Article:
Covid Surging In Places Never Hard Hit Or Had It Controlled
American Samoa was one of the final few places on the planet that largely avoided covid but is now experiencing rapid rises in infections. Elsewhere, China is reacting to new surges with strict lockdowns — including an entire province. And as restrictions fall in Europe, cases go up.
The New York Times:
American Samoa, Which Had Largely Avoided The Coronavirus, Sees A Surge In Cases.
Until recently, American Samoa, an archipelago in the South Pacific Ocean, was one of the world’s last holdouts from the coronavirus. But in recent weeks, infections have spread quickly. Weekly cases jumped from around two dozen in mid-February to more than a hundred by the end of the month, according to the World Health Organization. (May and Meheut, 3/15)
A Surge In COVID-19 Spurs New Lockdowns In China's Cities
The entire Chinese province of Jilin is under lockdown as COVID-19 cases surge across the country. Jilin's daily case counts topped 4,067 on Monday alone, leaving health officials scrambling to catch up to the highly transmissible omicron variant. China is combatting the highest level of COVID-19 cases ever, with more than 10,000 cases since scattered across 27 provinces and municipalities since the start of this month. (Feng and Cao, 3/15)
Covid Cases Climb In Europe As Restrictions Ease And BA.2 Subvariant Spreads
Nearly half of all European countries have recorded increases in new Covid-19 cases in the past week, according to an NBC News analysis of data from the Johns Hopkins Coronavirus Resource Center. Among the countries with the biggest recent surges are Finland, where new cases jumped by 84 percent in its weekly case total, to nearly 62,500 weekly cases; Switzerland, whose weekly total rose by 45 percent, to 182,190; and the United Kingdom, which had a 31 percent increase, to a weekly total of 414,480 new cases. Austria, Belgium, France, Germany and Italy have also recorded double-digit percentage increases in their weekly tallies. (Ortiz, 3/14)
Is Omicron Subvariant BA.2 To Blame For Rising Covid Cases?
Covid cases are rising in Europe, with an increasing number being attributed to the prevalence of a “stealth” subvariant of the omicron strain. Covid cases have risen dramatically in the U.K. in recent weeks, while Germany continues to mark record high daily infections with over 250,000 new cases a day. Elsewhere, France, Switzerland, Italy and the Netherlands are also seeing Covid infections start to rise again, aided and abetted by the relaxation of Covid measures and the spread of a new subvariant of omicron, known as BA.2. Public health officials and scientists are closely monitoring BA.2, which has been described as a “stealth” variant because it has genetic mutations that could make it harder to distinguish from the delta variant using PCR tests, compared to the original omicron variant, BA.1. (Ellyatt, 3/15)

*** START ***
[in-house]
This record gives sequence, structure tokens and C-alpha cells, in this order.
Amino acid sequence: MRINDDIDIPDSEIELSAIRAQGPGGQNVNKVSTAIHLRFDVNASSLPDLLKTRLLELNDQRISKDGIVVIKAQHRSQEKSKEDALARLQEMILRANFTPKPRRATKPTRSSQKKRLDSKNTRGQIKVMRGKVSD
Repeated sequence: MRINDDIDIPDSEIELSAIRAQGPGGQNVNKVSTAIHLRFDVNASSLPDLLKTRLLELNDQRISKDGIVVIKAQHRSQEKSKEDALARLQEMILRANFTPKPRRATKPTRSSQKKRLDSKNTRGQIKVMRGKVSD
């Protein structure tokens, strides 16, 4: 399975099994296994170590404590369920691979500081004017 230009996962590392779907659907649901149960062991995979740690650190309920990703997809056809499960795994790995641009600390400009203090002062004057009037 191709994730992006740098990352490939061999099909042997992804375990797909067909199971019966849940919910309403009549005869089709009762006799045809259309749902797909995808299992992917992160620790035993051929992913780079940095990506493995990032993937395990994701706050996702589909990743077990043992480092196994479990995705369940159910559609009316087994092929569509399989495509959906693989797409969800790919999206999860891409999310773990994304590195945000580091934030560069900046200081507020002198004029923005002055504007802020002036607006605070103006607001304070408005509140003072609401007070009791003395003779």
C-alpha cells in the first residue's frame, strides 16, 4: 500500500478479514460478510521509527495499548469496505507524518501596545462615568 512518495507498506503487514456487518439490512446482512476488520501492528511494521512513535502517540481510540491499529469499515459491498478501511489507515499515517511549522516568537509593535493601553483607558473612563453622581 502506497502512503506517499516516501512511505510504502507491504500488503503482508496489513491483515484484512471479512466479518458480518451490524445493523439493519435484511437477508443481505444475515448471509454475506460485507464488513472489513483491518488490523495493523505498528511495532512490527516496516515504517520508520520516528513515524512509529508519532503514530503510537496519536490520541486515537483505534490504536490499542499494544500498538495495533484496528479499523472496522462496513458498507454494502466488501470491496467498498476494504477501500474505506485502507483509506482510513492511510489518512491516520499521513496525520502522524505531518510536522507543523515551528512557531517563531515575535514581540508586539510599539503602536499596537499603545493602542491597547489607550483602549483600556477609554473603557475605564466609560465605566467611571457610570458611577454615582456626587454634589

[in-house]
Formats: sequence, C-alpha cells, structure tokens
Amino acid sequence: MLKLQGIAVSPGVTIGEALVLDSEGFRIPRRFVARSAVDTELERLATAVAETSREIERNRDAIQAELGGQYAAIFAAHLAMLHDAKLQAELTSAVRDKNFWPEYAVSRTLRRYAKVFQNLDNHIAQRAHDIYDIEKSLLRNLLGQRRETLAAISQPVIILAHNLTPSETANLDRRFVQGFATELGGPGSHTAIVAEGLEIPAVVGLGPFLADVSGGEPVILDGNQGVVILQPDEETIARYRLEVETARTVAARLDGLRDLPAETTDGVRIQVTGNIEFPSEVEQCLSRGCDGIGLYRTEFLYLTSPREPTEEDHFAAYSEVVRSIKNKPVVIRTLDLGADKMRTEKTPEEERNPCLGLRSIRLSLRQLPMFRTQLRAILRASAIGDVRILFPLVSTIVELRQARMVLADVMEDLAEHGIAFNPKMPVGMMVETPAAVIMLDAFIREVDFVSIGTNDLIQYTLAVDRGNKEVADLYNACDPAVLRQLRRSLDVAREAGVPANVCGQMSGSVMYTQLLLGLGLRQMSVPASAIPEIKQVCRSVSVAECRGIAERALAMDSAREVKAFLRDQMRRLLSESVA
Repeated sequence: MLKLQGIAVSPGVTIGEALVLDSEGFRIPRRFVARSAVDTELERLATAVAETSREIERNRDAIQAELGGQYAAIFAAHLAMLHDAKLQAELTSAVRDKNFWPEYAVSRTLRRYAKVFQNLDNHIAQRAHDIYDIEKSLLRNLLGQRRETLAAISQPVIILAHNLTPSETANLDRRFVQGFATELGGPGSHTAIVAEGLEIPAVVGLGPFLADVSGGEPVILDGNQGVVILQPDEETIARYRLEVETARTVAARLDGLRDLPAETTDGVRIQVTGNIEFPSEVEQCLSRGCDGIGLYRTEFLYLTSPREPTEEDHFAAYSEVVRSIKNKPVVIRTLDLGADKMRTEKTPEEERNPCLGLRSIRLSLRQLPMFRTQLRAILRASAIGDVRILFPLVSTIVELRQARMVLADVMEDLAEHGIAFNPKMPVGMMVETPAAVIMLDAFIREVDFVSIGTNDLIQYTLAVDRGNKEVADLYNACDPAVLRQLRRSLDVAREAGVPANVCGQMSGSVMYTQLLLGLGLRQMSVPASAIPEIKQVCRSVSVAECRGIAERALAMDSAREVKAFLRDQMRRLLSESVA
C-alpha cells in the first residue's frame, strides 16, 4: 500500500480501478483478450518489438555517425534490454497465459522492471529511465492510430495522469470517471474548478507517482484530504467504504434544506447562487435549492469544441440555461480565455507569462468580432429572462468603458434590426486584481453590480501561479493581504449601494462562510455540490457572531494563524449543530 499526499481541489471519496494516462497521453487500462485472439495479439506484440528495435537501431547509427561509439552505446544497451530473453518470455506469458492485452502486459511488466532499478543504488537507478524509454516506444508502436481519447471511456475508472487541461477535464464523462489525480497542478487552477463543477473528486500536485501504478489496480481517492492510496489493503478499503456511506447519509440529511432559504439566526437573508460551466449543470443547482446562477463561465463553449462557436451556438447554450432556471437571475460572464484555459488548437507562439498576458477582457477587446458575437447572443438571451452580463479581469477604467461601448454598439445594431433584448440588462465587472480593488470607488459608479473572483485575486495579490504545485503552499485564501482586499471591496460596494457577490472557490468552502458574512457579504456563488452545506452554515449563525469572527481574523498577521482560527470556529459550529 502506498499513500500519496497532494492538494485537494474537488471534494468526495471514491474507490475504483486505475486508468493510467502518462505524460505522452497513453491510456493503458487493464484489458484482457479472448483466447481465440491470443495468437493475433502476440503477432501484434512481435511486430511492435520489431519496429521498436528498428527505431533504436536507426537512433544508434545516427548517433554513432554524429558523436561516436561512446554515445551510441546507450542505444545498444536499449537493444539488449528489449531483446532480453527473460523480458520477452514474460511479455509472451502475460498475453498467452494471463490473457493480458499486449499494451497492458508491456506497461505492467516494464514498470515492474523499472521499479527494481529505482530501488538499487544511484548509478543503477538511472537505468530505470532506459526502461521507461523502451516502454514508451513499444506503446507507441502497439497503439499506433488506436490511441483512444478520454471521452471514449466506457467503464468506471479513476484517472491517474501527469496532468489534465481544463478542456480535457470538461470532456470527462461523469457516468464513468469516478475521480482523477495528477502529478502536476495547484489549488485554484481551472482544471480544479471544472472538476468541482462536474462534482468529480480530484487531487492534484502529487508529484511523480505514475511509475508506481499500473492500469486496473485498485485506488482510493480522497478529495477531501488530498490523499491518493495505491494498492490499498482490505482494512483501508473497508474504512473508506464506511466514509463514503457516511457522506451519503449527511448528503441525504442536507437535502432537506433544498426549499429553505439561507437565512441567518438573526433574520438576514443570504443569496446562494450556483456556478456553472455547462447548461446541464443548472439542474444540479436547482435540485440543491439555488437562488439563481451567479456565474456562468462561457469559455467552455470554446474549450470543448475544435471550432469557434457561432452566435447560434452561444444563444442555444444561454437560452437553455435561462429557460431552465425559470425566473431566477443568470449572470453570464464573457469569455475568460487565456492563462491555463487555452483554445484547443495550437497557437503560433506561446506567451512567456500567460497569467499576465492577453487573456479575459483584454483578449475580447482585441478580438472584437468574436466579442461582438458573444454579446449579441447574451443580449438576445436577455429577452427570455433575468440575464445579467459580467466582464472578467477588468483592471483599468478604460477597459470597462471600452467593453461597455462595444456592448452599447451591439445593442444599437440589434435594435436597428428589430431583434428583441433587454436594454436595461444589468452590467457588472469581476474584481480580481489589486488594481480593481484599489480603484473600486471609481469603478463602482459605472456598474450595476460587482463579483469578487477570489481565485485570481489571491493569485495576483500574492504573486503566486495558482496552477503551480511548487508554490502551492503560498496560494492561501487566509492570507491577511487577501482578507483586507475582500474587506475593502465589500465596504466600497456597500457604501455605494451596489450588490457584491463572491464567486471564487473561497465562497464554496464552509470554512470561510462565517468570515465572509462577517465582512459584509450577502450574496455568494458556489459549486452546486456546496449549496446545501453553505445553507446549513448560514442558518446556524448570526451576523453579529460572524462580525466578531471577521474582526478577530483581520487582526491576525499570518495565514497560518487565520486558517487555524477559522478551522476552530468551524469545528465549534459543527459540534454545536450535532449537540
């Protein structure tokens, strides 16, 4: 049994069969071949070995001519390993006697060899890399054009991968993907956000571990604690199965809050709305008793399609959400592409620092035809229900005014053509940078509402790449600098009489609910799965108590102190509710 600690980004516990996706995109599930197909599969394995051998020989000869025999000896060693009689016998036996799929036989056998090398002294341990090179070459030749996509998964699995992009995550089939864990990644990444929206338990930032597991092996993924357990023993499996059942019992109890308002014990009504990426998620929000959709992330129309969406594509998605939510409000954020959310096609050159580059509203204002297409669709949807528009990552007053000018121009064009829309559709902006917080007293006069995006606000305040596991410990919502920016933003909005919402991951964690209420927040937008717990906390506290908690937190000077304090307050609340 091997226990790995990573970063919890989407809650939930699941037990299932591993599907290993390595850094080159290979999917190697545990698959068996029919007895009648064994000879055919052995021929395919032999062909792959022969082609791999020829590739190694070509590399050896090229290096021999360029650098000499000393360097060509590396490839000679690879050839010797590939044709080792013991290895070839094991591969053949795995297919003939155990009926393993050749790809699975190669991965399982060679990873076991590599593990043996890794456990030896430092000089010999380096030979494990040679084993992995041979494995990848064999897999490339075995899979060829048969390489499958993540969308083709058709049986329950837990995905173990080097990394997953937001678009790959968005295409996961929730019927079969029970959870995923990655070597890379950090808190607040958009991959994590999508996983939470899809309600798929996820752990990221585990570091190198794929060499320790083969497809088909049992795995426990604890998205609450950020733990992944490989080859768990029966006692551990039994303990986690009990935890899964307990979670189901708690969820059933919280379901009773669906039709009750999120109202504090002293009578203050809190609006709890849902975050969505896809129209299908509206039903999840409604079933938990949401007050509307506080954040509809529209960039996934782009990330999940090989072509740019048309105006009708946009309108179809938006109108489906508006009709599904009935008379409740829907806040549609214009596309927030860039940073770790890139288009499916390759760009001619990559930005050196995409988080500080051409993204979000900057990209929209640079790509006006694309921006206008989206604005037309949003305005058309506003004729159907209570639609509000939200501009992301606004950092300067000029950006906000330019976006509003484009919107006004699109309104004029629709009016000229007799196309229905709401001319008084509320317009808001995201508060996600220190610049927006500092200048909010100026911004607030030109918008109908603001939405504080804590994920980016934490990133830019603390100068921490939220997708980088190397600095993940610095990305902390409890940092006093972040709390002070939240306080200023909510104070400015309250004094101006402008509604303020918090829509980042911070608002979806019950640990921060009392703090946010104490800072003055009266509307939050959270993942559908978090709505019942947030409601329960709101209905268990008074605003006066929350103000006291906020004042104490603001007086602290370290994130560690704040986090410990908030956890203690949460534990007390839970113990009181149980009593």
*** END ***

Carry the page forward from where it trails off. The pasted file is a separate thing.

In other health news from around the world —
The Washington Post:
Chernobyl Power Line Again Damaged By Russia, Ukraine’s Nuclear Agency Says
A high-voltage power line at the former Chernobyl nuclear plant has once again been damaged by Russian forces, Ukraine’s nuclear agency said Monday, just one day after Energy Minister Herman Halushchenko announced that power had been restored following a Russian attack last week that disconnected the site from the electricity grid. (Hassan and Simon, 3/14)
Why Potassium Iodide Pills Are Suddenly In High Demand
As Russia's assault in Ukraine intensifies, fear of radioactive fallout from accidental or intentional attacks on Ukraine's nuclear plants, or from the use of a nuclear bomb, has triggered surging demand for potassium iodide pills. In such an event, there's the frightening risk of large amounts of radioactive iodine (or radioiodine) being released into the atmosphere which can be breathed into lungs as well as contaminate water, soil, plants and animals, according to the Centers for Disease Control and Prevention. Although potassium iodide itself isn't harmful and is an important chemical that's needed by the human body, the CDC says radioactive iodide can harm the thyroid, a butterfly-shaped gland in the front of the neck that produces many of the hormones that regulate the body. (Kavilanz, 3/14)
Suicides By Women Up In Japan For Second Year
The number of women who died by suicide in Japan rose for a second straight year in 2021 although the overall number of people who took their own lives in the country edged down, police said on Tuesday. Suicide has a long history in Japan as a way of avoiding shame or dishonour, and its suicide rate had long topped the Group of Seven nations, but a concerted national effort brought numbers down by roughly 40 percent over 15 years - although they rose in 2020 due to stresses brought on by the coronavirus pandemic, the Health Ministry said. (3/15)